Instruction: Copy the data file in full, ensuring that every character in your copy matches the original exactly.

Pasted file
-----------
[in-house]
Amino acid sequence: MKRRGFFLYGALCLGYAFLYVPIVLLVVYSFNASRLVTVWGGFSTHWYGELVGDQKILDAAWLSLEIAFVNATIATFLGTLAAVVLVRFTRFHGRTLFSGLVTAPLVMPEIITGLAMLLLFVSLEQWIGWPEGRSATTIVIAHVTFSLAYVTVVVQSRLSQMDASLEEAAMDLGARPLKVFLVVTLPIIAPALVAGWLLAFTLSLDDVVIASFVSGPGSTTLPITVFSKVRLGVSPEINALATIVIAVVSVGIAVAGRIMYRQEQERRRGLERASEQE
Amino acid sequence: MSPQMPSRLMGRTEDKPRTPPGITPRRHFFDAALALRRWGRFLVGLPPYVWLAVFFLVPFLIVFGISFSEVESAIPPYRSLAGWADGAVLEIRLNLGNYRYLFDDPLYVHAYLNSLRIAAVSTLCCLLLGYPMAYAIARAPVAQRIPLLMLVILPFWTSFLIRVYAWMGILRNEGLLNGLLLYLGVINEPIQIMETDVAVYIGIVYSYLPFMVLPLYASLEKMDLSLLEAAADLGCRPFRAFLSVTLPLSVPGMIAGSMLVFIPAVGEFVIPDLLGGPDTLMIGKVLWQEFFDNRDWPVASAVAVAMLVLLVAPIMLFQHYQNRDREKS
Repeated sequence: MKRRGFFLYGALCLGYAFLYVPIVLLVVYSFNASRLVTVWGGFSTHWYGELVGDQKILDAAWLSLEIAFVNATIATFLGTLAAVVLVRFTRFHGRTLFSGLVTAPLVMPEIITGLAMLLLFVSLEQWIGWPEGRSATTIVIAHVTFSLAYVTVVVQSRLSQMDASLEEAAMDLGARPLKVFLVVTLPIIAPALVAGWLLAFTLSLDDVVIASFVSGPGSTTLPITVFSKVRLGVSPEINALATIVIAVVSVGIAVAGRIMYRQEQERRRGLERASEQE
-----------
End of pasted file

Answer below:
[in-house]
Amino acid sequence: MKRRGFFLYGALCLGYAFLYVPIVLLVVYSFNASRLVTVWGGFSTHWYGELVGDQKILDAAWLSLEIAFVNATIATFLGTLAAVVLVRFTRFHGRTLFSGLVTAPLVMPEIITGLAMLLLFVSLEQWIGWPEGRSATTIVIAHVTFSLAYVTVVVQSRLSQMDASLEEAAMDLGARPLKVFLVVTLPIIAPALVAGWLLAFTLSLDDVVIASFVSGPGSTTLPITVFSKVRLGVSPEINALATIVIAVVSVGIAVAGRIMYRQEQERRRGLERASEQE
Amino acid sequence: MSPQMPSRLMGRTEDKPRTPPGITPRRHFFDAALALRRWGRFLVGLPPYVWLAVFFLVPFLIVFGISFSEVESAIPPYRSLAGWADGAVLEIRLNLGNYRYLFDDPLYVHAYLNSLRIAAVSTLCCLLLGYPMAYAIARAPVAQRIPLLMLVILPFWTSFLIRVYAWMGILRNEGLLNGLLLYLGVINEPIQIMETDVAVYIGIVYSYLPFMVLPLYASLEKMDLSLLEAAADLGCRPFRAFLSVTLPLSVPGMIAGSMLVFIPAVGEFVIPDLLGGPDTLMIGKVLWQEFFDNRDWPVASAVAVAMLVLLVAPIMLFQHYQNRDREKS
Repeated sequence: MKRRGFFLYGALCLGYAFLYVPIVLLVVYSFNASRLVTVWGGFSTHWYGELVGDQKILDAAWLSLEIAFVNATIATFLGTLAAVVLVRFTRFHGRTLFSGLVTAPLVMPEIITGLAMLLLFVSLEQWIGWPEGRSATTIVIAHVTFSLAYVTVVVQSRLSQMDASLEEAAMDLGARPLKVFLVVTLPIIAPALVAGWLLAFTLSLDDVVIASFVSGPGSTTLPITVFSKVRLGVSPEINALATIVIAVVSVGIAVAGRIMYRQEQERRRGLERASEQE